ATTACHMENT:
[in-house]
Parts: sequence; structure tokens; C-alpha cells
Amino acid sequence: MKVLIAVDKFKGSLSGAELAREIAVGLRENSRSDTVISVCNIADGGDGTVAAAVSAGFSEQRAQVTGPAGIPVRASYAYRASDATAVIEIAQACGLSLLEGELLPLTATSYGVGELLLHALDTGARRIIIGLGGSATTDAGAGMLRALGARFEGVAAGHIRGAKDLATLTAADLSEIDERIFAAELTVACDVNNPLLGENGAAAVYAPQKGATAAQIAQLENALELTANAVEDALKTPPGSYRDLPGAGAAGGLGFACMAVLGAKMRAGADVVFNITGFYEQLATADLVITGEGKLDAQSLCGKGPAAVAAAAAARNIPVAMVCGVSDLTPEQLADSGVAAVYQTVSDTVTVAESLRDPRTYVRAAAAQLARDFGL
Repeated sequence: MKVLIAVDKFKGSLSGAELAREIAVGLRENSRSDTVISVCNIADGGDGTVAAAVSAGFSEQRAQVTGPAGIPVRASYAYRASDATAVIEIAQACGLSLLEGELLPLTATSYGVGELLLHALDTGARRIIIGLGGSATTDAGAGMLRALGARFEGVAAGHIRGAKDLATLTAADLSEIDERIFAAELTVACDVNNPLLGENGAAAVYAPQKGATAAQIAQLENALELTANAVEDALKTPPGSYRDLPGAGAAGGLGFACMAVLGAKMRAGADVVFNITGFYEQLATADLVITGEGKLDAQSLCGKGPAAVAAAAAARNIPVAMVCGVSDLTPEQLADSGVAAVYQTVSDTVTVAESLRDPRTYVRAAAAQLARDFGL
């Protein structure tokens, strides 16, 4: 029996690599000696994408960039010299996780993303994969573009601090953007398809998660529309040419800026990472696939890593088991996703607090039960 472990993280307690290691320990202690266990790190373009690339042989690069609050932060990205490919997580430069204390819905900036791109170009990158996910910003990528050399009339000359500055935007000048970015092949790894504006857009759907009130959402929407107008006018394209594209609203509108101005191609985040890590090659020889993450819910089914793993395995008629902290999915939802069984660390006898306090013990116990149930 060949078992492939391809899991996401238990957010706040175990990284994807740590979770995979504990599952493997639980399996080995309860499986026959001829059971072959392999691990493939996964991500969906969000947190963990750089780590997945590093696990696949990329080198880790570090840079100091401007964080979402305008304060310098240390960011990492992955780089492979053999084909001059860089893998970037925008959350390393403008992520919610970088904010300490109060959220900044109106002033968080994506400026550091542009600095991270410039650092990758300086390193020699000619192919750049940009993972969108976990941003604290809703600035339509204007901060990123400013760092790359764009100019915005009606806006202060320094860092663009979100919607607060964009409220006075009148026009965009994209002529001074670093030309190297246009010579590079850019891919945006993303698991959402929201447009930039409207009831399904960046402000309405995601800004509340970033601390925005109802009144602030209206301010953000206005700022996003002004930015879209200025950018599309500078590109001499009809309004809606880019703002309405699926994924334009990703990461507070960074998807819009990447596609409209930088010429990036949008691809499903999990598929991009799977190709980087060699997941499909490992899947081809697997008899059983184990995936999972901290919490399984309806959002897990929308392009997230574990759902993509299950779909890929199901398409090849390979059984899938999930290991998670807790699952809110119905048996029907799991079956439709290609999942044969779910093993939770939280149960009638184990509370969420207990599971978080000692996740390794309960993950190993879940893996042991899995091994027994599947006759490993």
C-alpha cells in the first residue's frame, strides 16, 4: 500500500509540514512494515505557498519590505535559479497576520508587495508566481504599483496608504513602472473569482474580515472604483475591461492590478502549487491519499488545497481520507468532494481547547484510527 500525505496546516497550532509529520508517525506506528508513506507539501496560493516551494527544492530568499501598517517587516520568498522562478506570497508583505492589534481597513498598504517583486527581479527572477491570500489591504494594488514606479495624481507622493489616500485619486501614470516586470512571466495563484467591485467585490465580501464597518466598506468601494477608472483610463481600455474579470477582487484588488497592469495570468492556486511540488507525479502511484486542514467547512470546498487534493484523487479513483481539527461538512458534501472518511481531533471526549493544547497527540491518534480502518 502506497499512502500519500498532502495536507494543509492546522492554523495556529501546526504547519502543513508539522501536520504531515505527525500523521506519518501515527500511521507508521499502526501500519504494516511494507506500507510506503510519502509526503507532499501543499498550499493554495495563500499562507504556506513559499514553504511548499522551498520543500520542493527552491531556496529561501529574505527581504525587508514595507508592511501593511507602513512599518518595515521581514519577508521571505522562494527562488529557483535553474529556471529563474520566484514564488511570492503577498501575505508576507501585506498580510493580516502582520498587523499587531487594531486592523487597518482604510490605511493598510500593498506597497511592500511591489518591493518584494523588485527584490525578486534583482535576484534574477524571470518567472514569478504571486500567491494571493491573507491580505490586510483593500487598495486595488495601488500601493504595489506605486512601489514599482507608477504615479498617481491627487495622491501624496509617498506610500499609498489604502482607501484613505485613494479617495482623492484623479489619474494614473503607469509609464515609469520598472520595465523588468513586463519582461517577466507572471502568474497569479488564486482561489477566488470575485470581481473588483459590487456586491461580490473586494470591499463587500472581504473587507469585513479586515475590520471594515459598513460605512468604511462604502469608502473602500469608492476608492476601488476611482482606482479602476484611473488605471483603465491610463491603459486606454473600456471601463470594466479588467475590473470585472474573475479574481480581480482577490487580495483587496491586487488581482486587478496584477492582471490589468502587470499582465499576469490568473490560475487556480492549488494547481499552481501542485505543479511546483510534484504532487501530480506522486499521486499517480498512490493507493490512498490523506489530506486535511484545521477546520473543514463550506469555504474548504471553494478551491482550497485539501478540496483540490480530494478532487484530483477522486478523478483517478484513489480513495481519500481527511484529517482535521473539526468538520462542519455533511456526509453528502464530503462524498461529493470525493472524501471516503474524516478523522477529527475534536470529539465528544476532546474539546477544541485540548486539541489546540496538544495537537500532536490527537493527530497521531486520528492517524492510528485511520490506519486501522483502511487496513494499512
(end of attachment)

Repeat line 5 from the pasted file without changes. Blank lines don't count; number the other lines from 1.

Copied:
């Protein structure tokens, strides 16, 4: 029996690599000696994408960039010299996780993303994969573009601090953007398809998660529309040419800026990472696939890593088991996703607090039960 472990993280307690290691320990202690266990790190373009690339042989690069609050932060990205490919997580430069204390819905900036791109170009990158996910910003990528050399009339000359500055935007000048970015092949790894504006857009759907009130959402929407107008006018394209594209609203509108101005191609985040890590090659020889993450819910089914793993395995008629902290999915939802069984660390006898306090013990116990149930 060949078992492939391809899991996401238990957010706040175990990284994807740590979770995979504990599952493997639980399996080995309860499986026959001829059971072959392999691990493939996964991500969906969000947190963990750089780590997945590093696990696949990329080198880790570090840079100091401007964080979402305008304060310098240390960011990492992955780089492979053999084909001059860089893998970037925008959350390393403008992520919610970088904010300490109060959220900044109106002033968080994506400026550091542009600095991270410039650092990758300086390193020699000619192919750049940009993972969108976990941003604290809703600035339509204007901060990123400013760092790359764009100019915005009606806006202060320094860092663009979100919607607060964009409220006075009148026009965009994209002529001074670093030309190297246009010579590079850019891919945006993303698991959402929201447009930039409207009831399904960046402000309405995601800004509340970033601390925005109802009144602030209206301010953000206005700022996003002004930015879209200025950018599309500078590109001499009809309004809606880019703002309405699926994924334009990703990461507070960074998807819009990447596609409209930088010429990036949008691809499903999990598929991009799977190709980087060699997941499909490992899947081809697997008899059983184990995936999972901290919490399984309806959002897990929308392009997230574990759902993509299950779909890929199901398409090849390979059984899938999930290991998670807790699952809110119905048996029907799991079956439709290609999942044969779910093993939770939280149960009638184990509370969420207990599971978080000692996740390794309960993950190993879940893996042991899995091994027994599947006759490993």